Rock News

Rock News

Rock News

Guitars with names are a unique phenomenon in the rock world. No, we’re not talking about brands and models; we’re talking about actual names players call their beloved guitars.

The topic of guitars with names came up after Wolfgang Van Halen made an appearance on the podcast Shred with Shifty. The podcast is hosted by Foo Fighters guitarist Chris Shiflett.

During the podcast recording, Shiflett asks about Wolfgang’s father, Eddie Van Halen, and his famous red, white and black-striped guitar. Shiflett called the guitar “Frankenstrat,” but Wolfgang referred to it as “Frankenstein.” Seemingly, the guitar has been referred to by both names.

However, when Shiflett asked if the iconic guitar had an official name, Wolfgang said, “Officially, on the case, it says Frankenstein, but people call it whatever they want … But officially on the case, for the nerds that really want to know, it says ‘Frankenstein,’ so that’s what I say.”

Wolfgang also noted his father didn’t have a name for the red, white and black-striped guitar, but “Frankenstein” is just what people started calling it. The EVH Gear website confirms this, too, stating, “Indeed, it’s worth noting that it was never Eddie who called the guitar by that name; it was his legions of devoted fans … To Eddie, it was simply ‘My baby.'”

 

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So, with all of this in mind, let’s take a dive into some of rock’s most iconic guitars with names.

Each of these guitars is closely tied to the guitarist and has usually been used on some of the most influential recordings in rock history. They are truly extensions of the guitarists themselves. Frankly, it’s hard to imagine these guitars and guitarists not together. They’re practically like a beloved married couple who’s been together for decades and were truly made for each other.

  • Frankenstein (Eddie Van Halen)

    Before the release of Mammoth WVH’s self-titled debut, Wolfgang shared a funny story about the iconic Frankenstein, which he actually played on Mammoth WVH.

    In a May 2021 interview with Total Guitar, Wolfgang recalled a time when Frankenstein was taken out of its safe. He said his Dad picked up the guitar, played it a bit, said it “feels about the same” and then just tossed the historic guitar on a nearby couch.

    “Everyone just gasped when he did that, ” said Wolfgang. “To Dad, it’s just a little piece of junk that he built himself, but to us, it’s the most famous thing in the world.”

    A Eddie Van Halen guitar on display as part of Julian Auctions Presents Icons And Idols: Rock 'N' Roll, Hollywood and Sports at Julien's Auctions on November 23, 2020 in Beverly Hills, California.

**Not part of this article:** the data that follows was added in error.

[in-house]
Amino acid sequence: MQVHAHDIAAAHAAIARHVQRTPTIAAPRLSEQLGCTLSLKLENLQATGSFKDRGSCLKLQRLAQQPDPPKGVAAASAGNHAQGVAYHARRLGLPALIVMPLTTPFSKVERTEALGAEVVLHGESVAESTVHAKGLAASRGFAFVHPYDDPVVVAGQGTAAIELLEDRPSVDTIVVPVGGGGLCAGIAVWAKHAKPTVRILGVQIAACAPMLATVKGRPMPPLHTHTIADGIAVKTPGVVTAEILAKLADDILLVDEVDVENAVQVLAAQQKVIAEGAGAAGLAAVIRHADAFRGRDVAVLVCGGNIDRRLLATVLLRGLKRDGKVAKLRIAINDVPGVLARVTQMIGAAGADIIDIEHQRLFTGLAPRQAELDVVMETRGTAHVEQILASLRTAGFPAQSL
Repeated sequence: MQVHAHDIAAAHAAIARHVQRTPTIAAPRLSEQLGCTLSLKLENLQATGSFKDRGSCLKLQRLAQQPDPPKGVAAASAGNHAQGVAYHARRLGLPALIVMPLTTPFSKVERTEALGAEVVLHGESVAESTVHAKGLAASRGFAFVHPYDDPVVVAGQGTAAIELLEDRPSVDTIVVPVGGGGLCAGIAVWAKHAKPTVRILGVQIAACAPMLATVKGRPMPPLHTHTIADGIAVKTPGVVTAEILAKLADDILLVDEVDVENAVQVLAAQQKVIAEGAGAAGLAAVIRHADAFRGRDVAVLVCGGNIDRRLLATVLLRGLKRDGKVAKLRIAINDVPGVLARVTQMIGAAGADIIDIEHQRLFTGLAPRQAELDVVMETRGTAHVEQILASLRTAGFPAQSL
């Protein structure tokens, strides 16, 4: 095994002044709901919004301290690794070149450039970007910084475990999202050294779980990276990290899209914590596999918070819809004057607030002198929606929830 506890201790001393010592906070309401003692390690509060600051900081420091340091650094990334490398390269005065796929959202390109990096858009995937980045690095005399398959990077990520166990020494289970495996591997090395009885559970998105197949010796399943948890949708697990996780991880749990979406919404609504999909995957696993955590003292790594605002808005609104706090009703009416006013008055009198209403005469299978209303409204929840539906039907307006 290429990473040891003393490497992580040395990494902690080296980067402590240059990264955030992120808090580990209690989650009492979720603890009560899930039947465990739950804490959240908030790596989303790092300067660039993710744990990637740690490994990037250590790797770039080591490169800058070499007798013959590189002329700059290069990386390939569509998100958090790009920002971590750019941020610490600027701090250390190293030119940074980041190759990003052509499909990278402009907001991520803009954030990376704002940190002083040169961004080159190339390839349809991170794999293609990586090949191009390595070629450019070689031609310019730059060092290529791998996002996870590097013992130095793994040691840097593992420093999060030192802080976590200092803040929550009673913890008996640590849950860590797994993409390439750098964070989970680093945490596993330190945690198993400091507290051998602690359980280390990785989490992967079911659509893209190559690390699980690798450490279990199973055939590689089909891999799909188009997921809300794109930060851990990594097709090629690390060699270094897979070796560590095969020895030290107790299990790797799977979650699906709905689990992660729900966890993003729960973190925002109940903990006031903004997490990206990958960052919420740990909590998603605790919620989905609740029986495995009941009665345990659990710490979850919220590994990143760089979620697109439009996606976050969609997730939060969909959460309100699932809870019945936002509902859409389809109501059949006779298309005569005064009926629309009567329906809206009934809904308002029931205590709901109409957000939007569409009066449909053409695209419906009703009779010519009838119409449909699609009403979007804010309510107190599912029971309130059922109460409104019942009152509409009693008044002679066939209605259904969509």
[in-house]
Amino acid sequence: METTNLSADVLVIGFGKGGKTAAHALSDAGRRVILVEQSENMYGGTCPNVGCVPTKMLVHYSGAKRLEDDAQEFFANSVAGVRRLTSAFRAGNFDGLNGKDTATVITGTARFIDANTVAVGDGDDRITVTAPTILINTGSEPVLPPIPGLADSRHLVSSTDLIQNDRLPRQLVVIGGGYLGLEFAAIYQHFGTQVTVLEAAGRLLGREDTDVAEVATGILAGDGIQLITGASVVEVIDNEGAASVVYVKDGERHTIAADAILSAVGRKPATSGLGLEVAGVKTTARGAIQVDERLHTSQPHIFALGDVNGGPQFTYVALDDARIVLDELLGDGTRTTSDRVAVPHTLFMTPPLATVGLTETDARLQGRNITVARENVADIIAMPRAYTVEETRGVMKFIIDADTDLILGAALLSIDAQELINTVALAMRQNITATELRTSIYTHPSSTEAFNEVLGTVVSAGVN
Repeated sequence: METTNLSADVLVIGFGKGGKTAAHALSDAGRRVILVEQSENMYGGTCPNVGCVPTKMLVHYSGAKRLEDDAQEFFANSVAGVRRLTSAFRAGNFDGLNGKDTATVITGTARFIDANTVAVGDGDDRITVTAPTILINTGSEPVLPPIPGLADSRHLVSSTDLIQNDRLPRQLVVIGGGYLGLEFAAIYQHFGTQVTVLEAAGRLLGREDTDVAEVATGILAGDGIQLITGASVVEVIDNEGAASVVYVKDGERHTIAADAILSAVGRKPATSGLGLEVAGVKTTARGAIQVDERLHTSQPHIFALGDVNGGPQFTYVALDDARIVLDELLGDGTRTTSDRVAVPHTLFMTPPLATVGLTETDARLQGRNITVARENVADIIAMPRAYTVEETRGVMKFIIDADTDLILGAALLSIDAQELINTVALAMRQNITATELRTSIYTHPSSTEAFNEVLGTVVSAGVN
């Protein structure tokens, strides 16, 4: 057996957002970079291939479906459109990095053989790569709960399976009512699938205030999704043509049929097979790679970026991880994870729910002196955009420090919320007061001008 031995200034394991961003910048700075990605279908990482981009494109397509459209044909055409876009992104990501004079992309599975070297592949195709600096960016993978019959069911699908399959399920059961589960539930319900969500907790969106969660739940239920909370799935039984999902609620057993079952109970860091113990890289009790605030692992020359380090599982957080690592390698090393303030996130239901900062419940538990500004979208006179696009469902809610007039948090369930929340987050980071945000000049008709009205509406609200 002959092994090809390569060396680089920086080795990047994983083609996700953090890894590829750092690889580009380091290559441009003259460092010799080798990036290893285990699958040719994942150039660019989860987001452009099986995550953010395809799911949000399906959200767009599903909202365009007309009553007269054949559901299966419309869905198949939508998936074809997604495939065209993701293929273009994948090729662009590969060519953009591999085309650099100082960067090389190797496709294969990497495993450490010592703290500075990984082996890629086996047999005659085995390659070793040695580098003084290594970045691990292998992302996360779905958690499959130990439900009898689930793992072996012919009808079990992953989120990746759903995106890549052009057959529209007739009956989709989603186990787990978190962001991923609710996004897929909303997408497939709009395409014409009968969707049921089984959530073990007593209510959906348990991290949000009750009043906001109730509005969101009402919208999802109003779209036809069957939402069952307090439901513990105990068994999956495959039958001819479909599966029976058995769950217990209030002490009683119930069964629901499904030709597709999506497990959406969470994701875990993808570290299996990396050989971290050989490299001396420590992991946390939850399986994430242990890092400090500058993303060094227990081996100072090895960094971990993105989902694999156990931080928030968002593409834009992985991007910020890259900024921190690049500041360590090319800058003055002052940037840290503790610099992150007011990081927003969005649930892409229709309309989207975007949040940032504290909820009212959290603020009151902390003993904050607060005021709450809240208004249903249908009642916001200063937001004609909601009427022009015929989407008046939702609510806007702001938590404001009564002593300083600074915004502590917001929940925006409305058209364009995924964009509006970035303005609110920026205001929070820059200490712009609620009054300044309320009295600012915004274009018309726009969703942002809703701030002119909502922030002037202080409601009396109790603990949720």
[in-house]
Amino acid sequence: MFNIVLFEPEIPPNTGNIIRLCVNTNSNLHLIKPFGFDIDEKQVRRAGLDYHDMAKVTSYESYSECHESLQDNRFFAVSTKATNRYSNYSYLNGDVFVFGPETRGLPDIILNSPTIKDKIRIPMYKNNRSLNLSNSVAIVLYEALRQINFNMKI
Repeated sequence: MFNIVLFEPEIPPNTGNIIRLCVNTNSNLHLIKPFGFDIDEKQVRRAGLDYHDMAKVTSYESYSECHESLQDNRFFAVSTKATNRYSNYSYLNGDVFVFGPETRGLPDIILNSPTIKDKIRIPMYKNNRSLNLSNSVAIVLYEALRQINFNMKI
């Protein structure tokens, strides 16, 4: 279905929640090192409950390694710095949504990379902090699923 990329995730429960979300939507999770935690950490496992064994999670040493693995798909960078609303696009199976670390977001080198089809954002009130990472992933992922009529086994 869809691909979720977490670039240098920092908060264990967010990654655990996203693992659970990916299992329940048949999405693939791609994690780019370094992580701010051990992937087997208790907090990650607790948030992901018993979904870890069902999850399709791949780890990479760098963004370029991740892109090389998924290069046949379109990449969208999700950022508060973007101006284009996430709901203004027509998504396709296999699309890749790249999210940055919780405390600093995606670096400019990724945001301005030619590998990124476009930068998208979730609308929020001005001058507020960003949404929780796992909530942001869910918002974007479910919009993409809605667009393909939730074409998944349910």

An Eddie Van Halen guitar on display as part of Julian Auctions Presents Icons And Idols: Rock ‘N’ Roll, Hollywood and Sports at Julien’s Auctions on November 23, 2020 in Beverly Hills, California. (Photo by Frazer Harrison/Getty Images)

  • Blackie (Eric Clapton)

    Blackie is the beloved 1956 Fender Stratocaster that belonged to Eric Clapton. According to Fender, Clapton acquired Blackie in 1970. He purchased the guitar from a shop in Nashville. In fact, he came across a rack of six 1950s-era Stratocasters. Clapton recalled in 2004’s The Stratocaster Chronicles, “They were so out of fashion you could pick up a perfectly genuine Strat for two hundred or three hundred dollars—even less! So I bought all of them.”

    In 2004, Blackie went up for auction at Christie’s. It was estimated to sell for between $100,000-$150,000. The final selling price was $959,500.

    Eric Clapton performs at The Forum on September 18, 2017 in Inglewood, California.

    Eric Clapton performs at The Forum on September 18, 2017 in Inglewood, California. (Photo by Kevin Winter/Getty Images)

  • Red Special (Brian May)

    Red Special is truly…well…special. The guitar was built by Brian May and his father in 1963, when the future guitar icon was just a teenager. May has played Red Special on every Queen album.

    In 2014, he released the book Brian May’s Red Special: The Story of the Home-Made Guitar That Rocked Queen and the World. In the synopsis of the book, May writes, ” … I designed an instrument from scratch, with the intention that it would have a capability beyond anything that was out there, more tunable, with a greater range of pitches and sounds, with a better tremolo, and with a capability of feeding back through the air in a ‘good’ way.'”

  • Tiger (Jerry Garcia)

    Tiger was commissioned by Jerry Garcia to luthier Doug Irwin. The request came after Irwin made Garcia another one of his popular guitars with a name: Wolf. According to the Irwin Guitars website, Garcia told Irwin “to make the most extravagant instrument he was capable of.”

    The guitar took Irwin about 2,000 hours and over six years to produce. Notably, Tiger was the last guitar Garcia played in public with the Grateful Dead. When Tiger was sold at auction in 2002, the winning bid was $850,000. Factoring in commission, the price was $957,500.

  • Micawber (Keith Richards)

    Micawber is a 1953 Fender Telecaster that was gifted to Keith Richards by Eric Clapton. According to Fender, Clapton gave Richards this classic guitar for his 27th birthday. Ever since, it’s been used a many iconic recordings, from “Start Me Up” to “Brown Sugar.” To this day, Micawber is part of Richards’ rotation of guitars when the Rolling Stones are on tour.

    Keith Richards of The Rolling Stones performs on the Pyramid Stage during day 3 of the 2013 Glastonbury Festival at Worthy Farm on June 29, 2013 in Glastonbury, England.

    Keith Richards of The Rolling Stones performs on the Pyramid Stage during day 3 of the 2013 Glastonbury Festival at Worthy Farm on June 29, 2013 in Glastonbury, England. (Photo by Ian Gavan/Getty Images)

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